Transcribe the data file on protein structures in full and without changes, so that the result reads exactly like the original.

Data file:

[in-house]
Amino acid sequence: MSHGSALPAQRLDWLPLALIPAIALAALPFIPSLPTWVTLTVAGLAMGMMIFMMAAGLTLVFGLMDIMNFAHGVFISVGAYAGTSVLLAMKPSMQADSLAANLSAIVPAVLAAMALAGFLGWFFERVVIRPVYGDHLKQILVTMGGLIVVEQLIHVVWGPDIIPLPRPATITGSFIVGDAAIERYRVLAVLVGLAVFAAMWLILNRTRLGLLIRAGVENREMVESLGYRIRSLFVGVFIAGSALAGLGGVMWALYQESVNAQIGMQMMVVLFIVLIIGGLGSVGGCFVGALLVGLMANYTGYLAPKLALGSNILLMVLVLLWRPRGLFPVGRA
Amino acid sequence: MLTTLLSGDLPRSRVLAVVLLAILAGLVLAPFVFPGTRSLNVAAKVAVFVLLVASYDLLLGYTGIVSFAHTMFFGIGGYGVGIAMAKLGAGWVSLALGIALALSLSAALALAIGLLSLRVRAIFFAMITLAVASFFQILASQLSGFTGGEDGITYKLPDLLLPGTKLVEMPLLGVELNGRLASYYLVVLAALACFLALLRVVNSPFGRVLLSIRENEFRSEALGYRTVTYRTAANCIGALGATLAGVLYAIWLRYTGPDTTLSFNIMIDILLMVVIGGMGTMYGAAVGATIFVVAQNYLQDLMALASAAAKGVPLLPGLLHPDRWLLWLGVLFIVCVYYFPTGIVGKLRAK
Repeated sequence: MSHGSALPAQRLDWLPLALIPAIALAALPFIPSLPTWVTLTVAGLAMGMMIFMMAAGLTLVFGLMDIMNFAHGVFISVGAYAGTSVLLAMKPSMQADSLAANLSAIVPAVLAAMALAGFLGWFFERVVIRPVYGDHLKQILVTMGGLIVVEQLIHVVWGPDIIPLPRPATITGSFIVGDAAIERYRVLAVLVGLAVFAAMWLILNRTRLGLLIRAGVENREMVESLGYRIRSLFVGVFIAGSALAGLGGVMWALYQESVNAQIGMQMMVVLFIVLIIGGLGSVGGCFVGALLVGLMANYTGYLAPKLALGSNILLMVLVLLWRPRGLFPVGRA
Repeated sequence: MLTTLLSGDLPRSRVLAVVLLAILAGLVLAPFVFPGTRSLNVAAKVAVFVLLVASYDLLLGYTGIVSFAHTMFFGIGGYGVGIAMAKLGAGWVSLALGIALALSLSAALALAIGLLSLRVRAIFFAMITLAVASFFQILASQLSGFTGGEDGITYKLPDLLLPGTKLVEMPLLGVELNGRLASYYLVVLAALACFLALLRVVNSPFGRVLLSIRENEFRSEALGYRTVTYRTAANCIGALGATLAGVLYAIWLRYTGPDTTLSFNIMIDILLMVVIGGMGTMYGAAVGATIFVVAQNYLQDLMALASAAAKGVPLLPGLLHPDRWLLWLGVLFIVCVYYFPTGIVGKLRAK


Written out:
[in-house]
Amino acid sequence: MSHGSALPAQRLDWLPLALIPAIALAALPFIPSLPTWVTLTVAGLAMGMMIFMMAAGLTLVFGLMDIMNFAHGVFISVGAYAGTSVLLAMKPSMQADSLAANLSAIVPAVLAAMALAGFLGWFFERVVIRPVYGDHLKQILVTMGGLIVVEQLIHVVWGPDIIPLPRPATITGSFIVGDAAIERYRVLAVLVGLAVFAAMWLILNRTRLGLLIRAGVENREMVESLGYRIRSLFVGVFIAGSALAGLGGVMWALYQESVNAQIGMQMMVVLFIVLIIGGLGSVGGCFVGALLVGLMANYTGYLAPKLALGSNILLMVLVLLWRPRGLFPVGRA
Amino acid sequence: MLTTLLSGDLPRSRVLAVVLLAILAGLVLAPFVFPGTRSLNVAAKVAVFVLLVASYDLLLGYTGIVSFAHTMFFGIGGYGVGIAMAKLGAGWVSLALGIALALSLSAALALAIGLLSLRVRAIFFAMITLAVASFFQILASQLSGFTGGEDGITYKLPDLLLPGTKLVEMPLLGVELNGRLASYYLVVLAALACFLALLRVVNSPFGRVLLSIRENEFRSEALGYRTVTYRTAANCIGALGATLAGVLYAIWLRYTGPDTTLSFNIMIDILLMVVIGGMGTMYGAAVGATIFVVAQNYLQDLMALASAAAKGVPLLPGLLHPDRWLLWLGVLFIVCVYYFPTGIVGKLRAK
Repeated sequence: MSHGSALPAQRLDWLPLALIPAIALAALPFIPSLPTWVTLTVAGLAMGMMIFMMAAGLTLVFGLMDIMNFAHGVFISVGAYAGTSVLLAMKPSMQADSLAANLSAIVPAVLAAMALAGFLGWFFERVVIRPVYGDHLKQILVTMGGLIVVEQLIHVVWGPDIIPLPRPATITGSFIVGDAAIERYRVLAVLVGLAVFAAMWLILNRTRLGLLIRAGVENREMVESLGYRIRSLFVGVFIAGSALAGLGGVMWALYQESVNAQIGMQMMVVLFIVLIIGGLGSVGGCFVGALLVGLMANYTGYLAPKLALGSNILLMVLVLLWRPRGLFPVGRA
Repeated sequence: MLTTLLSGDLPRSRVLAVVLLAILAGLVLAPFVFPGTRSLNVAAKVAVFVLLVASYDLLLGYTGIVSFAHTMFFGIGGYGVGIAMAKLGAGWVSLALGIALALSLSAALALAIGLLSLRVRAIFFAMITLAVASFFQILASQLSGFTGGEDGITYKLPDLLLPGTKLVEMPLLGVELNGRLASYYLVVLAALACFLALLRVVNSPFGRVLLSIRENEFRSEALGYRTVTYRTAANCIGALGATLAGVLYAIWLRYTGPDTTLSFNIMIDILLMVVIGGMGTMYGAAVGATIFVVAQNYLQDLMALASAAAKGVPLLPGLLHPDRWLLWLGVLFIVCVYYFPTGIVGKLRAK